What I'm Working On Now

Three short films are in Post-Production, soon to be submitting to film festivals.
Producing/editing a pilot for a new web-series inspired by the Alice in Wonderland tales.
Producing/editing a documentary on Gene Roddenberry and the genesis of Star Trek The Original Series.
There are a number of other projects in development, just waiting their turn to be produced.

Wednesday, August 20, 2014

Complications and Solutions: My First Documentary And When Less Is More

   Years back, while in film school, I worked on a small documentary project. My fellow classmates wanted to do a piece on a graffiti artist. My only experience with graffiti was from way back when I was about 9 or 10 years old, and ended with me getting red spray paint in my eye and needing a very rough scrubbing of my eyeball in order to restore my vision. As such, my knowledge on the subject was rather limited and I was interested in learning more about the subject.

   One of my classmates knew a graffiti artist and, after a few phone calls, we had our main subject. We laid out all of our schedules, and after some discussion, a shoot date was set. Unfortunately, the date that everyone had agreed upon was the only date I was unavailable for. Still, with everything else in place, they went forward with the shoot. They captured several hours of interview and B-roll footage, and I was quite excited when they brought back the tapes.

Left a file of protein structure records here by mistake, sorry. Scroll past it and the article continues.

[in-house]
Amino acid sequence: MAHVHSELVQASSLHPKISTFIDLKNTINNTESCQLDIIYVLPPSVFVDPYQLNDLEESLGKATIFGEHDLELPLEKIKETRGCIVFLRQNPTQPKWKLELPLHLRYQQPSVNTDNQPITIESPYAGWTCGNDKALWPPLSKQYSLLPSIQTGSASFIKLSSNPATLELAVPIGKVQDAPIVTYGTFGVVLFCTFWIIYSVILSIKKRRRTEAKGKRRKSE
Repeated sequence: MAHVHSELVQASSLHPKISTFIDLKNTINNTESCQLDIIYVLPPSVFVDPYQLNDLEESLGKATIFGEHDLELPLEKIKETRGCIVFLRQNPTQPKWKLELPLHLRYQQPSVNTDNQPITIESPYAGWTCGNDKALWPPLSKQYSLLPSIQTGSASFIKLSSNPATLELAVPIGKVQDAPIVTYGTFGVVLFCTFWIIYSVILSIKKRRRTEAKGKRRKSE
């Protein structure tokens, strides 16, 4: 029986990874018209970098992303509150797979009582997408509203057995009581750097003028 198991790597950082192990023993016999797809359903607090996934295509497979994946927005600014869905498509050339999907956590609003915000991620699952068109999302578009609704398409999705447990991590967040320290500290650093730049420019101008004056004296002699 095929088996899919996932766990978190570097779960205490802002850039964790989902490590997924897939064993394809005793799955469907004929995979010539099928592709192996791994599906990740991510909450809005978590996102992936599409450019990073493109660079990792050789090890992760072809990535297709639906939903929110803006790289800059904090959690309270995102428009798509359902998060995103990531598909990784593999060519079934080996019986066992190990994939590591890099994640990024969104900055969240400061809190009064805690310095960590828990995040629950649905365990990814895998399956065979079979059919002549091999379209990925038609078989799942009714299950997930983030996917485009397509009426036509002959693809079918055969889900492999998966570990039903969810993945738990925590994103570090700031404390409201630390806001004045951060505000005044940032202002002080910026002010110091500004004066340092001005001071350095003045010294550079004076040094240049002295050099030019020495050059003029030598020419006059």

And then I saw what they'd captured.

   Of the three interviews done with the graffiti artist, one had him wearing a make-up mask, done up like a clown, and with flashing lights around him, another was outside in the wind with terrible audio, and the last interview was in a moving vehicle where he didn't really say much of substance. The B-roll was great, but that wouldn't help piece together a cohesive story.

   I searched through the footage, finding the sound bites that worked, and placed b-roll over it all. In the end, I trimmed the film down to barely a minute long. Everyone else in my group had longer edits, but due to the limitations of the footage, none of them flowed very well. There was either too much B-roll (to cover up the interview), or they didn't cover up the interview footage and had to use the awkward imagery. By keeping my edit so short, the audience didn't have as much time to begin wanting to see the subject, and so I got away with it.

   Looking back at it, there's a lot of things that I'd do differently were I editing it again now, but still, a good little reminder of when less is more.

Here's the link to the documentary. What do you think?

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